Be Killing Sin, or It Will Be Killing Us

Name and Place for Tuesday, December 2 (’14)

In The Mortification of Sin, John Owen addresses the consequences of a professed believer neglecting to mortify their sin.  He says two groups are damaged by such neglect.

First, the individual who chooses peace with their sin. Namely, the abuse of the grace of God leads a person into lawlessness and they gradually becomeSunset-630x472 hardened by the deceitfulness of sin. All the while the believer is convinced that they are doing just fine. This willful ignorance leads to their demise (Hebrews 3:12-13 says this, too).

Second, the victims are our fellow believers around us. Owen explains:

To others. It hath an evil influence on them on a twofold account.

(1) It hardens them, by begetting in them a persuasion that they are in as good condition as the best professors. Whatever they see in them is so stained for want of this mortification that it is of no value with them. They have a zeal for religion; but it is accompanied with want of forbearance and universal righteousness. They deny prodigality, but with worldliness; they separate from the world, but live wholly to themselves, taking no care to exercise loving-kindness in the earth; or they talk spiritually, and live vainly; mention communion with God, and are every way conformed to the world; boasting of forgiveness of sin, and never forgiving others. And with such considerations do poor creatures harden their hearts in their unregeneracy.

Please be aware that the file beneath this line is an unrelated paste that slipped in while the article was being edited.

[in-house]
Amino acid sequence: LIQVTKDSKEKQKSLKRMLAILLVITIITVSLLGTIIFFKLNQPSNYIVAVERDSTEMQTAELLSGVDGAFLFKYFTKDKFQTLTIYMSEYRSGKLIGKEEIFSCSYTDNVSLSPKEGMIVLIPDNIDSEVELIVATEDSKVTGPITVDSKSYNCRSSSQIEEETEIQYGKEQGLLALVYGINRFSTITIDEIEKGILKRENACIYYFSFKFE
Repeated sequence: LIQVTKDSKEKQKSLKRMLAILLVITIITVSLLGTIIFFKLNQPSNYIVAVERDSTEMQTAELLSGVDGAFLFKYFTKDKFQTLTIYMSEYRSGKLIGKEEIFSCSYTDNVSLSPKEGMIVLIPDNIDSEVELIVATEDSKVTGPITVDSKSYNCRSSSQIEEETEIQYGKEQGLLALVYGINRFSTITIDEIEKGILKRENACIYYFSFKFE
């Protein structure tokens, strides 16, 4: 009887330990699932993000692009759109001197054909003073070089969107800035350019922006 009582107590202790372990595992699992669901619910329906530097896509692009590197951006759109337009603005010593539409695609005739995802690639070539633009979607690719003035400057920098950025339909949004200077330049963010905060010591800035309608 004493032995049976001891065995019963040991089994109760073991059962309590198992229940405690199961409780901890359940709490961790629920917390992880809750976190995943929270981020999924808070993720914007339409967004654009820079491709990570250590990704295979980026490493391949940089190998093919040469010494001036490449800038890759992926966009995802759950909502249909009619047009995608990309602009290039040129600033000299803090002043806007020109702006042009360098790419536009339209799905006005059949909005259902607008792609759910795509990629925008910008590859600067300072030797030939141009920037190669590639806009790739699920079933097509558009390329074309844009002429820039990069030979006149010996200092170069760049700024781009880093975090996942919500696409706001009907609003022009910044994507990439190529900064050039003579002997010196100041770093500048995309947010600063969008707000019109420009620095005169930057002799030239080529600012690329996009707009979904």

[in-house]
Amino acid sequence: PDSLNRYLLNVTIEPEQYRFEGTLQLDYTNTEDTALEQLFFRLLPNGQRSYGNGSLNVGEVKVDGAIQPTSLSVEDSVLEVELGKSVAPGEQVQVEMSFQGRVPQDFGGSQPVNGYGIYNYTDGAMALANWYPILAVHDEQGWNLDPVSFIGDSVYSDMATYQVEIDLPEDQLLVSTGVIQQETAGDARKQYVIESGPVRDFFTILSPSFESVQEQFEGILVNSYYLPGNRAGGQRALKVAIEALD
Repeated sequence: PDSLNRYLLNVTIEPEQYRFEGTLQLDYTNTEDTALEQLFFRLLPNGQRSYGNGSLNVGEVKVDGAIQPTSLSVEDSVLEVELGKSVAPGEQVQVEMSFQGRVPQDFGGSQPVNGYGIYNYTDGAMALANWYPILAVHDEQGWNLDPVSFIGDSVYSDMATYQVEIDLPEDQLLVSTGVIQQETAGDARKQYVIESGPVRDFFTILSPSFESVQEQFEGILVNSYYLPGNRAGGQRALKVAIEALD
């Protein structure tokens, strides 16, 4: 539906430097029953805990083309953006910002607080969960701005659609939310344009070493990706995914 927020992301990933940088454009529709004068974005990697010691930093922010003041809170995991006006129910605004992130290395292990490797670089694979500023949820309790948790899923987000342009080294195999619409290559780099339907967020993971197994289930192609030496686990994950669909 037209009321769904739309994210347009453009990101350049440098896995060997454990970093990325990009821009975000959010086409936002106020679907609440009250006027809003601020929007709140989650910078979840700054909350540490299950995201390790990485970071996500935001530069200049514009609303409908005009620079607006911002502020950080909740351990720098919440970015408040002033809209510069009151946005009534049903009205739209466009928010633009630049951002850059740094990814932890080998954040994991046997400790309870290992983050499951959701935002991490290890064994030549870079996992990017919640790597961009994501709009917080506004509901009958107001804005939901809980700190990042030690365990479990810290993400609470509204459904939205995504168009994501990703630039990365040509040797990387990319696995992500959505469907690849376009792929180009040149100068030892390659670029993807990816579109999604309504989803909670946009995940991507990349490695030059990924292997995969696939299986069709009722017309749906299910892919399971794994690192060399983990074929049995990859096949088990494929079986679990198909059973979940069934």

(2) They deceive them,  in making them believe that if they can come up to their condition it shall be well with them; and so it grows an easy thing to have the great temptation of repute in religion to wrestle withal, when they may go far beyond them as to what appears in them, and yet come short of eternal life. But of these things and all the evils of unmortified walking, afterward (9).

When we surrender in the battle against the flesh, we forget that this is a battle we are fighting together as a church. By allowing ourselves to be deceived, to be seduced by sin, we make it easier for those around us to suffer a similar fate. We become blind guides, leading those who follow us into the ditch. We become like the pharisees, who crossed land and sea to make a single proselyte, to teach them the deadly external appearance of religion that has no internal spiritual effect (Matthew 23:15). The next time we hear the subtle whisper of our old self, eager to lead us into compromise, let us remember that we are not alone in the fight. Be killing sin, or it will be killing us.


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